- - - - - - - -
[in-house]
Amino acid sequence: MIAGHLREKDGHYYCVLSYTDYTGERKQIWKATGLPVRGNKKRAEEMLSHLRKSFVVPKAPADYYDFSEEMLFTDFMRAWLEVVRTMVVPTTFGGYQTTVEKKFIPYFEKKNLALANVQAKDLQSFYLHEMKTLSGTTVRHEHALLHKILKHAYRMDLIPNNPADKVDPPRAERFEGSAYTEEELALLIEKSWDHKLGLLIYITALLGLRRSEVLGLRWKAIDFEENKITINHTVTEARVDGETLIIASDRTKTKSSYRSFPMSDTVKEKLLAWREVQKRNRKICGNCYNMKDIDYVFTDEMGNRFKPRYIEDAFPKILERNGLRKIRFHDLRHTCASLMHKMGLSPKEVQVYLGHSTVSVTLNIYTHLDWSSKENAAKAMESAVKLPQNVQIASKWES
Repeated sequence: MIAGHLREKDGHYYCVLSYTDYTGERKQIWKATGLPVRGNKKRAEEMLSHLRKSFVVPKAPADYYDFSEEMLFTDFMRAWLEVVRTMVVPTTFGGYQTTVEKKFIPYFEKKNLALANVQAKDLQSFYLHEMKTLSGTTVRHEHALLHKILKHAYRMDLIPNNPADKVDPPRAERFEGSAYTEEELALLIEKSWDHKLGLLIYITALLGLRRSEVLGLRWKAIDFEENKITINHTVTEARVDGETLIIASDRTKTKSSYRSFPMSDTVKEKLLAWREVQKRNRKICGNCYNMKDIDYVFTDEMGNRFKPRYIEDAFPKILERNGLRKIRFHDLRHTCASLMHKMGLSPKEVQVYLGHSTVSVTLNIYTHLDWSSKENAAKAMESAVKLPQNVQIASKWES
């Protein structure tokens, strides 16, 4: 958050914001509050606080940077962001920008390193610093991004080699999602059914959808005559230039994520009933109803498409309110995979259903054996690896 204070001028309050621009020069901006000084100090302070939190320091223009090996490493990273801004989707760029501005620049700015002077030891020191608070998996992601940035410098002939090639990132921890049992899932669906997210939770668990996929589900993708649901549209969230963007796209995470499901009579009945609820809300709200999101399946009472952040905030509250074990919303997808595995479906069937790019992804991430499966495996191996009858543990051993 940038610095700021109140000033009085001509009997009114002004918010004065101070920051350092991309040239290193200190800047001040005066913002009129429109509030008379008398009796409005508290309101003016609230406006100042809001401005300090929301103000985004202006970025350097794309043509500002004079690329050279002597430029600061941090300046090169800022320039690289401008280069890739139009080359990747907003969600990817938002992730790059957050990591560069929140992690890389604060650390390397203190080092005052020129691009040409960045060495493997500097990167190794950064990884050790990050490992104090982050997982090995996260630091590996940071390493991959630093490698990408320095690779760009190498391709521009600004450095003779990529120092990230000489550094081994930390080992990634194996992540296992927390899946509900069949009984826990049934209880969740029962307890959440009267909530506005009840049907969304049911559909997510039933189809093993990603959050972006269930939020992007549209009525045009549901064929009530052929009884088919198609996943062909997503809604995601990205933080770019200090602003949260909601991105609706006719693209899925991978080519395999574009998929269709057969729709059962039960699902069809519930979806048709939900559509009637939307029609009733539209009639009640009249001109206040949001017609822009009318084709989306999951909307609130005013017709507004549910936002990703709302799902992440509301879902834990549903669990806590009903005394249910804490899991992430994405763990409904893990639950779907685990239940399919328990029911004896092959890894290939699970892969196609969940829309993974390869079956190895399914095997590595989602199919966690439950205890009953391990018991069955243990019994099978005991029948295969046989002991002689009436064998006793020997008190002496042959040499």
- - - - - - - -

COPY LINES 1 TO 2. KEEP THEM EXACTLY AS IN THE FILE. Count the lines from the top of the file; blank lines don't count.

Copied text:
[in-house]
Amino acid sequence: MIAGHLREKDGHYYCVLSYTDYTGERKQIWKATGLPVRGNKKRAEEMLSHLRKSFVVPKAPADYYDFSEEMLFTDFMRAWLEVVRTMVVPTTFGGYQTTVEKKFIPYFEKKNLALANVQAKDLQSFYLHEMKTLSGTTVRHEHALLHKILKHAYRMDLIPNNPADKVDPPRAERFEGSAYTEEELALLIEKSWDHKLGLLIYITALLGLRRSEVLGLRWKAIDFEENKITINHTVTEARVDGETLIIASDRTKTKSSYRSFPMSDTVKEKLLAWREVQKRNRKICGNCYNMKDIDYVFTDEMGNRFKPRYIEDAFPKILERNGLRKIRFHDLRHTCASLMHKMGLSPKEVQVYLGHSTVSVTLNIYTHLDWSSKENAAKAMESAVKLPQNVQIASKWES